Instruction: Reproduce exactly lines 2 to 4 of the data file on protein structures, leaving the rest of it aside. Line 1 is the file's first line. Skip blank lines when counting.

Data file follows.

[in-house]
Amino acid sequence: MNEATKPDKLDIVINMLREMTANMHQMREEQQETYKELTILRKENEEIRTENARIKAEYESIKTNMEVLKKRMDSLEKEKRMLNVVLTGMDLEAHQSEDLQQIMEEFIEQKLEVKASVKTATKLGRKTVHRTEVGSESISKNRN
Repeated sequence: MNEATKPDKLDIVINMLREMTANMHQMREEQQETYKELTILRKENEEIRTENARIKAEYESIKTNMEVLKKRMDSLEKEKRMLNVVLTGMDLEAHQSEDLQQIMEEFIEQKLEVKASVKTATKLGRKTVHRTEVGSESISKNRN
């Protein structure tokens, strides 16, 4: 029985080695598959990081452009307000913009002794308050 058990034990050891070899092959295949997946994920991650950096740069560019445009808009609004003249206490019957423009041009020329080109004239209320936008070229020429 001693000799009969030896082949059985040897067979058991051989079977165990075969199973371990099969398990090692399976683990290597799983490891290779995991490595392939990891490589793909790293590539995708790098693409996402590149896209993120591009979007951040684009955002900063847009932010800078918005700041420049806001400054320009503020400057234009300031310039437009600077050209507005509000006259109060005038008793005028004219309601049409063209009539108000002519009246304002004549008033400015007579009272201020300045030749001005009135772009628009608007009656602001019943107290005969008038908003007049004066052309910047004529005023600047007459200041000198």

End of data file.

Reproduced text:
Amino acid sequence: MNEATKPDKLDIVINMLREMTANMHQMREEQQETYKELTILRKENEEIRTENARIKAEYESIKTNMEVLKKRMDSLEKEKRMLNVVLTGMDLEAHQSEDLQQIMEEFIEQKLEVKASVKTATKLGRKTVHRTEVGSESISKNRN
Repeated sequence: MNEATKPDKLDIVINMLREMTANMHQMREEQQETYKELTILRKENEEIRTENARIKAEYESIKTNMEVLKKRMDSLEKEKRMLNVVLTGMDLEAHQSEDLQQIMEEFIEQKLEVKASVKTATKLGRKTVHRTEVGSESISKNRN
């Protein structure tokens, strides 16, 4: 029985080695598959990081452009307000913009002794308050 058990034990050891070899092959295949997946994920991650950096740069560019445009808009609004003249206490019957423009041009020329080109004239209320936008070229020429 001693000799009969030896082949059985040897067979058991051989079977165990075969199973371990099969398990090692399976683990290597799983490891290779995991490595392939990891490589793909790293590539995708790098693409996402590149896209993120591009979007951040684009955002900063847009932010800078918005700041420049806001400054320009503020400057234009300031310039437009600077050209507005509000006259109060005038008793005028004219309601049409063209009539108000002519009246304002004549008033400015007579009272201020300045030749001005009135772009628009608007009656602001019943107290005969008038908003007049004066052309910047004529005023600047007459200041000198």